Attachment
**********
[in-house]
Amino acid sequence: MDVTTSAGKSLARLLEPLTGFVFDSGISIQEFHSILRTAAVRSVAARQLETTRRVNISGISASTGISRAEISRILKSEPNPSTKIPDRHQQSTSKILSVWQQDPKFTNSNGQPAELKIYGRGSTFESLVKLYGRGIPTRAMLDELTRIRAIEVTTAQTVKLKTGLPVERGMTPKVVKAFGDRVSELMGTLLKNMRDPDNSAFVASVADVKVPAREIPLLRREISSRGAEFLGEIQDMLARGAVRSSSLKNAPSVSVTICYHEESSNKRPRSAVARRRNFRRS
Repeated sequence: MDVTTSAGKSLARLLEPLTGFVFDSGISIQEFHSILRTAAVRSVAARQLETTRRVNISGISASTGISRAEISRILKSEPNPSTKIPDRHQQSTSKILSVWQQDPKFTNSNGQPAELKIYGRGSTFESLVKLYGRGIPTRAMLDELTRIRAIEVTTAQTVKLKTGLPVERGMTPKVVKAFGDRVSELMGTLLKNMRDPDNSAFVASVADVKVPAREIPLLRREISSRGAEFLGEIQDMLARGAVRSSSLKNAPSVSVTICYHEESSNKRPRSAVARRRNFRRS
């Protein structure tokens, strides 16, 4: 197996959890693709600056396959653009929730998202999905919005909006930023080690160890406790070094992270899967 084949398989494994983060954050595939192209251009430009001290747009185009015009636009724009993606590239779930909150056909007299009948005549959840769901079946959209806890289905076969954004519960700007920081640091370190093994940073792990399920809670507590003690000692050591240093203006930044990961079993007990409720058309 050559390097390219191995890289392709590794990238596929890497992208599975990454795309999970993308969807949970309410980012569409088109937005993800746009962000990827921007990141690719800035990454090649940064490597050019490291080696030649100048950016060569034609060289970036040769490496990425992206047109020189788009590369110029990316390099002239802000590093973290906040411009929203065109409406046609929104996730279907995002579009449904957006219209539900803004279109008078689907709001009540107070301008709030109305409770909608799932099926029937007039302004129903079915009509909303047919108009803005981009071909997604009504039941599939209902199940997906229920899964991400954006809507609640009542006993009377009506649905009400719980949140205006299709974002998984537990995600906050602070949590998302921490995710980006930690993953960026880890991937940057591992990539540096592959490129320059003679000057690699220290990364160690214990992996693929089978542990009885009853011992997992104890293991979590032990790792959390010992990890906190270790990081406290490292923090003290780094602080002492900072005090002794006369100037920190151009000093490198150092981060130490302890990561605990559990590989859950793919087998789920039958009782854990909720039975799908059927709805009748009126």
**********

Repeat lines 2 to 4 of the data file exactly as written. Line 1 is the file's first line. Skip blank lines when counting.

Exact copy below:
Amino acid sequence: MDVTTSAGKSLARLLEPLTGFVFDSGISIQEFHSILRTAAVRSVAARQLETTRRVNISGISASTGISRAEISRILKSEPNPSTKIPDRHQQSTSKILSVWQQDPKFTNSNGQPAELKIYGRGSTFESLVKLYGRGIPTRAMLDELTRIRAIEVTTAQTVKLKTGLPVERGMTPKVVKAFGDRVSELMGTLLKNMRDPDNSAFVASVADVKVPAREIPLLRREISSRGAEFLGEIQDMLARGAVRSSSLKNAPSVSVTICYHEESSNKRPRSAVARRRNFRRS
Repeated sequence: MDVTTSAGKSLARLLEPLTGFVFDSGISIQEFHSILRTAAVRSVAARQLETTRRVNISGISASTGISRAEISRILKSEPNPSTKIPDRHQQSTSKILSVWQQDPKFTNSNGQPAELKIYGRGSTFESLVKLYGRGIPTRAMLDELTRIRAIEVTTAQTVKLKTGLPVERGMTPKVVKAFGDRVSELMGTLLKNMRDPDNSAFVASVADVKVPAREIPLLRREISSRGAEFLGEIQDMLARGAVRSSSLKNAPSVSVTICYHEESSNKRPRSAVARRRNFRRS
């Protein structure tokens, strides 16, 4: 197996959890693709600056396959653009929730998202999905919005909006930023080690160890406790070094992270899967 084949398989494994983060954050595939192209251009430009001290747009185009015009636009724009993606590239779930909150056909007299009948005549959840769901079946959209806890289905076969954004519960700007920081640091370190093994940073792990399920809670507590003690000692050591240093203006930044990961079993007990409720058309 050559390097390219191995890289392709590794990238596929890497992208599975990454795309999970993308969807949970309410980012569409088109937005993800746009962000990827921007990141690719800035990454090649940064490597050019490291080696030649100048950016060569034609060289970036040769490496990425992206047109020189788009590369110029990316390099002239802000590093973290906040411009929203065109409406046609929104996730279907995002579009449904957006219209539900803004279109008078689907709001009540107070301008709030109305409770909608799932099926029937007039302004129903079915009509909303047919108009803005981009071909997604009504039941599939209902199940997906229920899964991400954006809507609640009542006993009377009506649905009400719980949140205006299709974002998984537990995600906050602070949590998302921490995710980006930690993953960026880890991937940057591992990539540096592959490129320059003679000057690699220290990364160690214990992996693929089978542990009885009853011992997992104890293991979590032990790792959390010992990890906190270790990081406290490292923090003290780094602080002492900072005090002794006369100037920190151009000093490198150092981060130490302890990561605990559990590989859950793919087998789920039958009782854990909720039975799908059927709805009748009126």